Research Article  |   June 2011
Computerized Administration and Scoring of the Dichotic Nonsense Syllable Test
 
Author Notes
  • Correspondence to Conrad Lundeen: clundeen@wvu.edu
  • Editor: Sheila Pratt
    Editor: Sheila Pratt×
  • Associate Editor: Brad Rakerd
    Associate Editor: Brad Rakerd×
  • © 2011 American Speech-Language-Hearing AssociationAmerican Speech-Language-Hearing Association
Article Information
Speech, Voice & Prosody
Research Article   |   June 2011
Computerized Administration and Scoring of the Dichotic Nonsense Syllable Test
American Journal of Audiology, June 2011, Vol. 20, 3-8. doi:10.1044/1059-0889(2011/10-0024)
History: Received July 1, 2010 , Revised November 12, 2010 , Accepted March 2, 2011
 
American Journal of Audiology, June 2011, Vol. 20, 3-8. doi:10.1044/1059-0889(2011/10-0024)
History: Received July 1, 2010; Revised November 12, 2010; Accepted March 2, 2011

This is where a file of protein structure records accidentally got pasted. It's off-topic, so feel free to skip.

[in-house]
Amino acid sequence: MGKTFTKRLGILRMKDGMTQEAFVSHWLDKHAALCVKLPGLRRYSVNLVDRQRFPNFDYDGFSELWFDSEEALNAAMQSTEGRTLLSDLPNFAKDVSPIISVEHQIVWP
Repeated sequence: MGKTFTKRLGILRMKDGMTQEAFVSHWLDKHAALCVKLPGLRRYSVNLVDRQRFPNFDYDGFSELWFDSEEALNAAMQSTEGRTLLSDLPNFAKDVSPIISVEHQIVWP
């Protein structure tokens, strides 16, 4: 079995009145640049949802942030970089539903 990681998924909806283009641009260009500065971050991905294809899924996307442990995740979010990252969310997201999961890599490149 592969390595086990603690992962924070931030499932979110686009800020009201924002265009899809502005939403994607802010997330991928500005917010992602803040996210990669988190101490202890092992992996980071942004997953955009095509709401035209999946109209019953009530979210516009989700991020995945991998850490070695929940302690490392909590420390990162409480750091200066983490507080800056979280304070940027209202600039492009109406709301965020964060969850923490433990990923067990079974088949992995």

Purpose: A user-friendly computer program was designed to administer the dichotic nonsense syllable test (DNST). Computer automation makes it easier for listeners to perform the response task appropriately and for audiologists to administer and accurately score the test.

Method: The program presents test stimuli in a user-controlled, self-paced sequence; provides an easy-to-use client interface to collect listener responses; verifies that appropriate responses are recorded before proceeding with the test; scores responses automatically; and stores the information in an electronic format that is easy to analyze and archive.

Results: The automated DNST protocol is described. Verification tests confirm the accuracy of stimulus sequencing, response recording, and test scoring.

Conclusions: Computer automation makes administering the DNST easier, ensures the accuracy of test scoring, and simplifies the analysis and archiving of results. These refinements may make the DNST more useful to clinicians. Further research is required to establish normative data for this version of the DNST.

Acknowledgments
I would like to acknowledge Richard H. Wilson, Senior Research Career Scientist at the VA Medical Center in Mountain Home, TN, for his invaluable assistance in providing the calibration tone and test stimulus wav files used in this project. Paul Brown helped develop and debug the computer code, and deserves special thanks.
Order a Subscription
Pay Per View
Entire American Journal of Audiology content & archive
24-hour access
This Article
24-hour access